With the CREST Awards turning 30 this year, Maria Rossini and Jenny O’Hare from the British Science Association reflect back on how this hands-on science programme has grown and thrived during shifts in education policy and curriculum changes.
At the British Science Association, we have long believed that the best way to inspire young people in science is for them to have the chance to try it for themselves. Rather than see science as just a collection of facts and equations, our flagship education programme, the CREST Awards, recognises and rewards young peoples’ own investigations in STEM.
This year, the CREST Awards will be turning 30 years old. Set up to allow young people the chance to run their own science projects on whatever subject they choose, CREST has gone from strength to strength since the first cohort did their pioneering projects in 1986. From the introduction of the National Curriculum, through numerous changes in government and shifts in education policy, CREST has continued to grow and thrive, with over 30,000 young people every year now achieving their awards.
By recognising the value of open-ended project work for all young people, regardless of whether or not they will go on to be scientists, CREST has allowed students to build their skills and demonstrate personal achievements through their own investigative work.
Enquiry-based learning is something we really encourage, not just because it allows students to get hands-on with science, but also because it seems to inspire a wide range of students at all levels.
Last year, 51 per cent of our CREST Awardees were girls. And these figures aren’t an anomaly – year-after-year we see an even-gender split on the numbers of completed Awards. We believe that this is because CREST recognises achievements in communication, team work, research and presentation, which appeals to the learning styles of both genders. It gives students an opportunity to complete a science project that takes into account the real world context and the implications beyond their own work.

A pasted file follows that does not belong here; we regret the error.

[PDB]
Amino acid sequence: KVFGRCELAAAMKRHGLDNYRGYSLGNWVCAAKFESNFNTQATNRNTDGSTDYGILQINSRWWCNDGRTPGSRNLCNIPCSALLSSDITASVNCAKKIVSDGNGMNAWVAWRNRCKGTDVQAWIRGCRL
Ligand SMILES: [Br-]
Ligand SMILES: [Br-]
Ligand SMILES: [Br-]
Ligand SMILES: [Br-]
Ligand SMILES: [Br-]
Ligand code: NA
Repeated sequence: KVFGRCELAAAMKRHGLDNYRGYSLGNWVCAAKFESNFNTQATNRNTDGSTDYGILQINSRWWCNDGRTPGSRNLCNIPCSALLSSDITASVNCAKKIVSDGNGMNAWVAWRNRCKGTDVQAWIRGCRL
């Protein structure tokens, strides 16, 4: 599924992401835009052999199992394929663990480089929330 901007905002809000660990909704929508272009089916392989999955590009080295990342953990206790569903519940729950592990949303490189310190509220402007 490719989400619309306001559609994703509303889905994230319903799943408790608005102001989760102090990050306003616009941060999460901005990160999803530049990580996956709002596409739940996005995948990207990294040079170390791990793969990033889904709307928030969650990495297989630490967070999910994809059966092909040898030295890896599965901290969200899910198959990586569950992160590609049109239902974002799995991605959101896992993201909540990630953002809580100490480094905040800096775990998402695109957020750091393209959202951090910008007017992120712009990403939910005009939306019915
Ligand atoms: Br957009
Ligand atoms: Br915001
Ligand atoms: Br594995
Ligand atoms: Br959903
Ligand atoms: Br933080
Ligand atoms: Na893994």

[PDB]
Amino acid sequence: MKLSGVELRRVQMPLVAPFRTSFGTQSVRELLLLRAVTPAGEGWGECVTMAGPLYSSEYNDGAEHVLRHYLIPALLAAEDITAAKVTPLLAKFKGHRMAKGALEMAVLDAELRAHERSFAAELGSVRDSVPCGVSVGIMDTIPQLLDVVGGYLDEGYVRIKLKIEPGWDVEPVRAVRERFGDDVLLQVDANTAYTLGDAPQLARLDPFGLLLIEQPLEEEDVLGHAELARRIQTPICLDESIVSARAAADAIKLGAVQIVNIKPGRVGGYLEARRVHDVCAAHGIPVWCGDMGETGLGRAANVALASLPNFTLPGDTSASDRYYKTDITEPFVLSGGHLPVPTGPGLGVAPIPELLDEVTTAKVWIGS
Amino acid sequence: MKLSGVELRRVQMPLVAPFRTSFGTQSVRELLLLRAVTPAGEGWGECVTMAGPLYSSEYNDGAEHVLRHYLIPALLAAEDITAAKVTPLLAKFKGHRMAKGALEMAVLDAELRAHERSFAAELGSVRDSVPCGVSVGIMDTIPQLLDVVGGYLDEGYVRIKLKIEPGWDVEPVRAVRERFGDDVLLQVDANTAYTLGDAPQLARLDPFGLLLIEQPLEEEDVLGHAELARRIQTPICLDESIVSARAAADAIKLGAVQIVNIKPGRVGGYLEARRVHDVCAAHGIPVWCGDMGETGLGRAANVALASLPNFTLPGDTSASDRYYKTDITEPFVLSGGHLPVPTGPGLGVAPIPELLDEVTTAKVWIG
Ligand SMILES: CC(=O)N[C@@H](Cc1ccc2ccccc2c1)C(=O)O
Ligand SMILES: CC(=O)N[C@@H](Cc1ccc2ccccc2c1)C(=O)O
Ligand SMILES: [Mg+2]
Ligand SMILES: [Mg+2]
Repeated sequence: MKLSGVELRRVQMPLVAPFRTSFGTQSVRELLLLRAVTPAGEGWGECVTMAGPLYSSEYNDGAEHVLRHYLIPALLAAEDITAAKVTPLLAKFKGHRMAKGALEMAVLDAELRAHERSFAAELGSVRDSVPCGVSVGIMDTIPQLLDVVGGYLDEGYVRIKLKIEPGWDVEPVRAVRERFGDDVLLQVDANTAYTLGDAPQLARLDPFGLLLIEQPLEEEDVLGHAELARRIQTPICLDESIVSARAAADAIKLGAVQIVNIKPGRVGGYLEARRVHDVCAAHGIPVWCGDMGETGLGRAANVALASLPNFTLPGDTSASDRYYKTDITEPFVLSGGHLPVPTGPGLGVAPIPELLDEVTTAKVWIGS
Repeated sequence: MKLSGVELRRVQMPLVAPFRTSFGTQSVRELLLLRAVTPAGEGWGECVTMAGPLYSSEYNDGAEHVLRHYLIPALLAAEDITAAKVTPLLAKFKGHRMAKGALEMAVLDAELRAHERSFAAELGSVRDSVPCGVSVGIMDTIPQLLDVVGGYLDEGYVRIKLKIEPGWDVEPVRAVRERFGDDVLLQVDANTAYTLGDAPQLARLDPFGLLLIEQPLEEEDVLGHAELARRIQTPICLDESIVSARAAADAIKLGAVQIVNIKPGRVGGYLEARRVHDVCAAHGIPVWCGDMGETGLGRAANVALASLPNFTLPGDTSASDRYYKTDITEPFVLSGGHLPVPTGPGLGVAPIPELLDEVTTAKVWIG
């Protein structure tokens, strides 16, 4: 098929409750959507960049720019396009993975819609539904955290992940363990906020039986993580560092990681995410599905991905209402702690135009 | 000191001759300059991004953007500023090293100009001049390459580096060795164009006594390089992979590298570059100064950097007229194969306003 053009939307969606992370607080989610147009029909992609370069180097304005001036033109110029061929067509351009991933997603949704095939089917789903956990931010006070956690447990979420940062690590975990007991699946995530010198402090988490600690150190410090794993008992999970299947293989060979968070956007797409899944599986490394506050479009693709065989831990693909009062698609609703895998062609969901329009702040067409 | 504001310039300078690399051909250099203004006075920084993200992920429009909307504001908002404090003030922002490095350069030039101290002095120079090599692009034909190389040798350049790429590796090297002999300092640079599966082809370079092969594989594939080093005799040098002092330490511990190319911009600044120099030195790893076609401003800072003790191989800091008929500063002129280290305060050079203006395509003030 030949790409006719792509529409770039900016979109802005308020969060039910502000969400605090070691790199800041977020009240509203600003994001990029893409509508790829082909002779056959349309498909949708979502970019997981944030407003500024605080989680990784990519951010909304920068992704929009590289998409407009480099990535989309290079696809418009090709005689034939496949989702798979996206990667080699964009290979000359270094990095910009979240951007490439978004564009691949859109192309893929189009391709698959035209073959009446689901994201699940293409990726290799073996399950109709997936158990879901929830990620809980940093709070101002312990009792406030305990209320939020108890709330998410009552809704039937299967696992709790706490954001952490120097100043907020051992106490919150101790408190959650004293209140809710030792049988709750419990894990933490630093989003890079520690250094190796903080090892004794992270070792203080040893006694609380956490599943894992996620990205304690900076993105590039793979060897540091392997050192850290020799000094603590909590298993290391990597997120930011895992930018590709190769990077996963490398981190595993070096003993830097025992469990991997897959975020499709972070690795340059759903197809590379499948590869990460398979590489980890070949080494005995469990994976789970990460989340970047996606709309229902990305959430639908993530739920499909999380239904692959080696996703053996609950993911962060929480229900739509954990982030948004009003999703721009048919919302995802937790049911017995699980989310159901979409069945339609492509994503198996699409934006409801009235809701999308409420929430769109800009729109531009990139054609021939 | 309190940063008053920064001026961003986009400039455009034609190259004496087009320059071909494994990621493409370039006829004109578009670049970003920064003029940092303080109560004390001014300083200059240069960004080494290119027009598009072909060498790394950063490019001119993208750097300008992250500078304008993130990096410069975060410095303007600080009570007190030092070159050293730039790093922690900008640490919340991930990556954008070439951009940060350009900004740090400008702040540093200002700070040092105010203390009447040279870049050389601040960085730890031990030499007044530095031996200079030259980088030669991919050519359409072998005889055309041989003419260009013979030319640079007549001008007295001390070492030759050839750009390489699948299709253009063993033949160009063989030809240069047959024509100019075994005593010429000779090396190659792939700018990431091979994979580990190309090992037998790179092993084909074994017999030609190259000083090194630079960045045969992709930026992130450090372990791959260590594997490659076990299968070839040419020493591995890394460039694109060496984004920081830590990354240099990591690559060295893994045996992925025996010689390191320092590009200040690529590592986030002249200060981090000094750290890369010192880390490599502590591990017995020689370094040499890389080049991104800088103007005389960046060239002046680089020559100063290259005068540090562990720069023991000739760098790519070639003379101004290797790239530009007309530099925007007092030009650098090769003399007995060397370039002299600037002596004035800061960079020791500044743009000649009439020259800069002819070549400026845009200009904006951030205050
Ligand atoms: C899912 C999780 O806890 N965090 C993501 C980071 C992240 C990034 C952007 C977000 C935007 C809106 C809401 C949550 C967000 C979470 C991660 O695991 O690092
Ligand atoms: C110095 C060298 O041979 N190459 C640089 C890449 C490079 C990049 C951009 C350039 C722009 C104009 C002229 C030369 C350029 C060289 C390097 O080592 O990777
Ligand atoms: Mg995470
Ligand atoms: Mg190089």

There are CREST activities to suit all ages and abilities. CREST at secondary level supports 11-to-19-year-olds to design and carry out stretching research projects, rewarding achievements at Discovery, Bronze, Silver and Gold levels.
For primary schools, CREST Star sets children problems to solve through practical investigation. CREST Star is used in over 800 primary and special educational needs schools across the UK. As well as being successful in schools, the CREST Awards scheme is also held with clubs, youth groups or at home.
Throughout its 30-year lifespan, CREST has been constantly evolving and developing. From the initial pilots in the 1980s, to evaluations focusing on different audiences and initiatives, we have accumulated a strong evidence base for the positive impact CREST has on the young people, teachers and schools that are involved in the scheme.
Earlier this year, we published a report produced by a team of volunteer economists from Pro Bono Economics, which revealed that students who have taken a CREST Silver Award achieved half a grade higher on their best science GCSE result and were more likely to continue with STEM education, compared to a matched control group.
The report also showed that the impact CREST Awards can have is even greater for more disadvantaged students.
Silver CREST students eligible for free school meals (FSM) saw a larger increase in their best science GCSE (two thirds of a grade) compared to a matched control group who were also eligible for FSM.
What’s more, students who were eligible for free school meals and took part in a CREST Silver Award were 38 per cent more likely to take a STEM subject at AS Level than the matched control group.
Building on our evidence of the significant impact that CREST can have for disadvantaged students, we are now piloting a new initiative to enable and encourage students from all backgrounds to participate in the CREST Awards scheme. We’re offering schools and colleges funding and support to get involved with CREST for the first time, or to embed CREST more widely in their schools. Up to £600 worth of funding is available, and applications are open until 26th September.
A stepping stone
As well as the quantitative evidence we have on CREST’s impact, we are also well aware of its effect from the stories we hear back from previous awardees. For many, CREST has been a stepping stone to a career in STEM.
Alister Moore now works for the University of York Science Education Group and he commented: “Completing a CREST Gold Award project in 1997 was not only a tremendous amount of fun, it set the course of my life in science. It was so exciting to experience how biological research was done in academia and industry, and what scientists really did in the world outside the classroom.”